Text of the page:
45) Little Walter Jacobs, Key to the Highway. For the first couple of years, I would end the first set of every show with different artists doing their version of the oft-recorded classic, but I finally ran out and didn't wish to be repetitive. The song is usually credited to guitarist Big Bill Broonzy and if I had access to his version I would likely use it, but harp man Jazz Gillum also claimed to have written it. They did play together for a while, so who knows.

Posted on May 5, 2012 8:46:41 AM PDT
Interesting. You can use any of the songs I listed for an extremely reasonable fee!

In reply to an earlier post on Apr 30, 2012 9:21:25 PM PDT
Last edited by the author on Apr 30, 2012 9:22:50 PM PDT
Don says:
Yes Rick, it is a radio show that I've been doing three hours essentially every other week since 1990 on a community station in "Silicon Valley". I don't get paid but get pleasure playing what I like for people with similar tastes. In January this year, I began recapping my shows in the thread I had started "Whatcha readin'?" and maybe by the end of the year it will give an idea of what my show is like because they are all unique. I can say that modestly because most shows turn out differently than even what I had in mind going into the studio. The station is also unique because, as I am told by people who should know, it is supposed to be the last station in the country that survives solely from listener donations.

In case anyone is curious further than that, I am providing a link to a short-lived companion website that I am considering reviving. The reason I lost interest and stopped it was because we were no longer able to archive our shows to CDs or thumb drives, but just this month I heard we have regained that capability. It only covers a couple of months and I was apparently on a Brit Blues kick, but I think there's some information to be gleaned from it. What I would really like to be able to do is to post one hour segments of shows online, but I don't know the legality of it regarding BMI and ASCAP royalties and the repercussions on KKUP (it was their bills that made it unaffordable to continue streaming) ... that and the fact that I'm ignorant of how to do so technically, but a couple of people at the station do post their talk shows online. Anyway, probably lots more than you wanted to know, but as Sonny Boy said, don't start me talkin' ......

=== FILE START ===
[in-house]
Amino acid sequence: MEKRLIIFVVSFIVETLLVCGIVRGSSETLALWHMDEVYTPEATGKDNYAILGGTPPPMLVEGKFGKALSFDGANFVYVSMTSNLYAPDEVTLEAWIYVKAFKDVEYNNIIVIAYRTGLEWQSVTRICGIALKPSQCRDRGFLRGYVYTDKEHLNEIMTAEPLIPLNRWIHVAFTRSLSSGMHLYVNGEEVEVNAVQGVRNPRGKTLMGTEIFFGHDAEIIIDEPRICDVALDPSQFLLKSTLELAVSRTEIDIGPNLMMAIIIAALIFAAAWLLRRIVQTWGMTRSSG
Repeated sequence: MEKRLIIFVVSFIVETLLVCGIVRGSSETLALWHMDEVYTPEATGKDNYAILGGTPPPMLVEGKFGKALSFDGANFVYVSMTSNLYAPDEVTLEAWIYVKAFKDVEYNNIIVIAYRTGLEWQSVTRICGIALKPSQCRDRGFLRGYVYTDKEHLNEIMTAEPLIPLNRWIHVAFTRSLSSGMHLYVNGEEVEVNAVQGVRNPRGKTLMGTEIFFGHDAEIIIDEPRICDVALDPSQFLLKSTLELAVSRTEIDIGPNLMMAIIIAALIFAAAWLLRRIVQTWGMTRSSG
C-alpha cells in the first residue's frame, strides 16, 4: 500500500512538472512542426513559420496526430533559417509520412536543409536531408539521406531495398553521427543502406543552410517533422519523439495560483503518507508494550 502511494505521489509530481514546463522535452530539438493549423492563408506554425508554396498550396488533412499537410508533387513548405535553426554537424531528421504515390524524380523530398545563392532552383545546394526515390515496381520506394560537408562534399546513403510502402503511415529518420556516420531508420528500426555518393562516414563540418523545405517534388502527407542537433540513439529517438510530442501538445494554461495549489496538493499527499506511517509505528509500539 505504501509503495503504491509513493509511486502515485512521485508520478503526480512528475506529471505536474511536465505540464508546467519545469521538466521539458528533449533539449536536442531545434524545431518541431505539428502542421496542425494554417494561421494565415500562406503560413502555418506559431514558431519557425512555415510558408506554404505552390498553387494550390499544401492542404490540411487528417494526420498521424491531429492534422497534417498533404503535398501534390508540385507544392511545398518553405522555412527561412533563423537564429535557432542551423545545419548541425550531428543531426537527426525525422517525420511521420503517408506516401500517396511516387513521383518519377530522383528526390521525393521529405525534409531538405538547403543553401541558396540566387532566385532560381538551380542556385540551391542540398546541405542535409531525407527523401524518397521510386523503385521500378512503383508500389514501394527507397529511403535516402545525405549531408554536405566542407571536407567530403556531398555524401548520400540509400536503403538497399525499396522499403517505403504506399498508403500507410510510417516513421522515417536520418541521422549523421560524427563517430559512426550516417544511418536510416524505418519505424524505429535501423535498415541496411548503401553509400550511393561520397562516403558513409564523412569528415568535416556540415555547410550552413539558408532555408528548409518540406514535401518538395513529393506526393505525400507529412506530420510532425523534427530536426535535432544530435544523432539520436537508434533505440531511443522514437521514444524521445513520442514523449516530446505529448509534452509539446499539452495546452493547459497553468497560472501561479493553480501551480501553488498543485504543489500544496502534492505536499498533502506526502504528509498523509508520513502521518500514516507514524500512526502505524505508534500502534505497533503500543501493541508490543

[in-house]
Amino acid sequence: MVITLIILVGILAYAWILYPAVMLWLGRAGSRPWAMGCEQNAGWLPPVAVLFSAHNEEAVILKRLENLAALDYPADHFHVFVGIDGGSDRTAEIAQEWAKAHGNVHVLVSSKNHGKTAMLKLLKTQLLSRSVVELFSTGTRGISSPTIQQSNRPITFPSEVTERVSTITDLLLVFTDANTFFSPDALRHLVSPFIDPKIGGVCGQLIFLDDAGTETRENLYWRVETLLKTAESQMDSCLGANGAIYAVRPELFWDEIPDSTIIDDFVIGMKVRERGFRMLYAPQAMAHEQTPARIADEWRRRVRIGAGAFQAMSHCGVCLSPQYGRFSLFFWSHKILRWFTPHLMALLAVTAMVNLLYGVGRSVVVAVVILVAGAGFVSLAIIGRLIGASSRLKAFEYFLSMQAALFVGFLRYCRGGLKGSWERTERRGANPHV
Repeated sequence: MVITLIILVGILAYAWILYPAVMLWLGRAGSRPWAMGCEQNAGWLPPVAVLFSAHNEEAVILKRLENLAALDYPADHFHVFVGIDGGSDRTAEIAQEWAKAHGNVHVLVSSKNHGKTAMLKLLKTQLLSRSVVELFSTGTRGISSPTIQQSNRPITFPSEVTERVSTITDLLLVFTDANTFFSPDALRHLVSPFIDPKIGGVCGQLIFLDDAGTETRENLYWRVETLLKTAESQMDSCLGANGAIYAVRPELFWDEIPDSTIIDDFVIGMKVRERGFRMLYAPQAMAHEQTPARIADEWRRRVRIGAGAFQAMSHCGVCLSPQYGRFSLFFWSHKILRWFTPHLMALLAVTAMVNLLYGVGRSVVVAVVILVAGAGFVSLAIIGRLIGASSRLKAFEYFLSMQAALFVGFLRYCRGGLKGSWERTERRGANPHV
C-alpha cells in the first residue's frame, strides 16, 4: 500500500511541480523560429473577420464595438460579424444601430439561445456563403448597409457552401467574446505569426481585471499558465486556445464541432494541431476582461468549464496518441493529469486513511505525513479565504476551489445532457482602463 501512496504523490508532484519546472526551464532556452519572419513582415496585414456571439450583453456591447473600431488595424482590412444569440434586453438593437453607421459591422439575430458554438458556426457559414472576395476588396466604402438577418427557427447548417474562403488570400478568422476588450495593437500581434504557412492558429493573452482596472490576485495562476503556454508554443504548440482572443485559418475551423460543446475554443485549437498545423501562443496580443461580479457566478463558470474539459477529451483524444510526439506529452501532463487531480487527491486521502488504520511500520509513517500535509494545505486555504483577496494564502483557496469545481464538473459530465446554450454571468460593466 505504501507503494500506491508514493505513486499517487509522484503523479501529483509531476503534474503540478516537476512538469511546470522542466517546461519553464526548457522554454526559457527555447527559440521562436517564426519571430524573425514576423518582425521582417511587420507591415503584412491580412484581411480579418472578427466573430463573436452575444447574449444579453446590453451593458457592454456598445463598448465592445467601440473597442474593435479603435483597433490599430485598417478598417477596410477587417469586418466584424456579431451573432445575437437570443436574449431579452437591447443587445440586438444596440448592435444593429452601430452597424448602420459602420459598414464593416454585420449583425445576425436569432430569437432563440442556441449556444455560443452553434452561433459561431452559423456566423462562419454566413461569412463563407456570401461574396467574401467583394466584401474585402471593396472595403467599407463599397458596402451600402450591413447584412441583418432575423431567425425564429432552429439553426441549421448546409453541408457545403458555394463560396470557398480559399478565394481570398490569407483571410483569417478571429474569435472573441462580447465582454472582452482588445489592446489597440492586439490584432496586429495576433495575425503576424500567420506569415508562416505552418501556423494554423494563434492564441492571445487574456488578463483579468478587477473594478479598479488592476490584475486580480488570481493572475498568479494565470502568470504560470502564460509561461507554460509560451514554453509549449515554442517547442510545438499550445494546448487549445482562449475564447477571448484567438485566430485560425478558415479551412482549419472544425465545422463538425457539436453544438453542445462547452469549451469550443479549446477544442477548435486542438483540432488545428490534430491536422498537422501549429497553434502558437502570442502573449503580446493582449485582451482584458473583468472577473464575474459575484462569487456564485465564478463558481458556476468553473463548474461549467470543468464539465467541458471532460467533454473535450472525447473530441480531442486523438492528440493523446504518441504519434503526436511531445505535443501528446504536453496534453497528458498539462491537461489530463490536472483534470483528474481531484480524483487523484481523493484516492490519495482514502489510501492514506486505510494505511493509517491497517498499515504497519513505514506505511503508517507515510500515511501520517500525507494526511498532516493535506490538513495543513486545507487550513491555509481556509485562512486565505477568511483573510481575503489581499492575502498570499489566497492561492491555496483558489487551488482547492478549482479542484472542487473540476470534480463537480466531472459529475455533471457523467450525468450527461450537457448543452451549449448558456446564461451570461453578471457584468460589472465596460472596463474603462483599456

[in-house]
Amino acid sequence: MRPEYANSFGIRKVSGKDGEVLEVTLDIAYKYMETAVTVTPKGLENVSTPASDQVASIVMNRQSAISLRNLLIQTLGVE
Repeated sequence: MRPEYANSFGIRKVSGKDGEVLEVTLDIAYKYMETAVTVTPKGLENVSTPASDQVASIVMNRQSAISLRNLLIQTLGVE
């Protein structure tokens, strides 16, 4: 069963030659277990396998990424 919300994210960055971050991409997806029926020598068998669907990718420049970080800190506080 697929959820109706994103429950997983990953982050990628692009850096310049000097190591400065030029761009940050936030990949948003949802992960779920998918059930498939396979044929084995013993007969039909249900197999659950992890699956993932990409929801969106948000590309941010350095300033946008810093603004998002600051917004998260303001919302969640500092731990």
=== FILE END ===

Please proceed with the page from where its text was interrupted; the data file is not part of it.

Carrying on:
http://key2highway.blogspot.com/

Posted on Apr 30, 2012 6:17:02 PM PDT
Don, tell us a little more about the show you're doing? Is it radio?

Posted on Apr 23, 2012 7:38:45 AM PDT
Don says:
31) Otis Rush, All Your Love. Clapton did a fine remake with Mayall. I was going to go with Keep a-Lovin' Me Baby, but it is really Magic Sam's version that runs through my head.
32) Manfred Mann, Hoochie Coochie Man. From their first highly overlooked album, filled with lots of blues classics like this. Just might have been the first version I heard (back in 1967), so to me this is how the song is supposed to sound.
33) Cream, Crossroads. Again, when I hear the song played in some other way, it just doesn't sound right.
34) Slim Harpo, Scratch My Back. The quintessential laid back Swamp Blues song.
35) Ruth Brown, This Little Girl's Gone Rockin'. I'm seriously lacking women in my list, and I love Ruth for her breathless vocal style similar to Eddie Vinson's.
36) Earl Hooker, Boogie Don't Blot. John Lee's cousin could even make the wah wah pedal find a place in the Blues. From one of his last recording sessions, produced by Ike Turner for Britain's Blue Thumb.
37) John Lee Hooker, Boogie Chillen'. Earl's cousin. It's not very often I can get into one guy singing, playing his guitar and stomping on a piece of wood, but I guess that's why I have more music by John Lee than anyone else in my collection. Did he and Earl ever record together?
38) Fleetwood Mac, Shake Your Money Maker. No one could do Elmore better, so I've got to go with this version from their eponymous first album. Earlier, Butterfield also did a great version on their first album.
39) Siegel-Schwall Blues Band, Bring it with You When You Come. Great 60s white Chicago Boogie, the only one I recall to include a mandolin.
40) Lou Rawls, Southside Blues / Tobacco Road. An introductory tribute to his hometown Chicago leads into a soulful classic made out of a Brit Rock tune.

Posted on Apr 1, 2012 4:25:48 PM PDT
raja99 says:
A Few More:

One Bourbon, One Scotch, One Beer - John Lee Hooker
Spoonful - Willie Dixon
In the Middle of the Night - Jimmie Vaughan
What Have I Done - J. B. Lenior
Cotton Picking Blues - Son Seals Blues Band
I Got Some Help I Don't Need - B. B. King
The Last Time - Anson Funderburgh & the Rockets
Too Tired - Albert Collins
That's All Right - Mississippi Fred McDowell
Walking the Dog - Rufus Thomas
Po Black Maddie - North Mississippi All-Stars
Dimples - The Animals
Smoking Gun - Robert Cray
Got My Mojo Working - Graham Bond Organisation
Blues, Blues - Bo Diddley
Just Got Back From Baby's - ZZ Top
Little Charmer - Frank Gambale
Driftin' Blues - Bobby "Blue" Bland
Jericho Road - Walter Trout & the Radicals
Serves You Right to Suffer - J. Geils Band
Ain't That Lovin' You - Derek Trucks Blues Band
Wee Baby Blues - Climax Chicago Blues Band
Sunday Mornings - BusBuys
The Dream - Albert Collins, Johnny Copeland & Robert Cray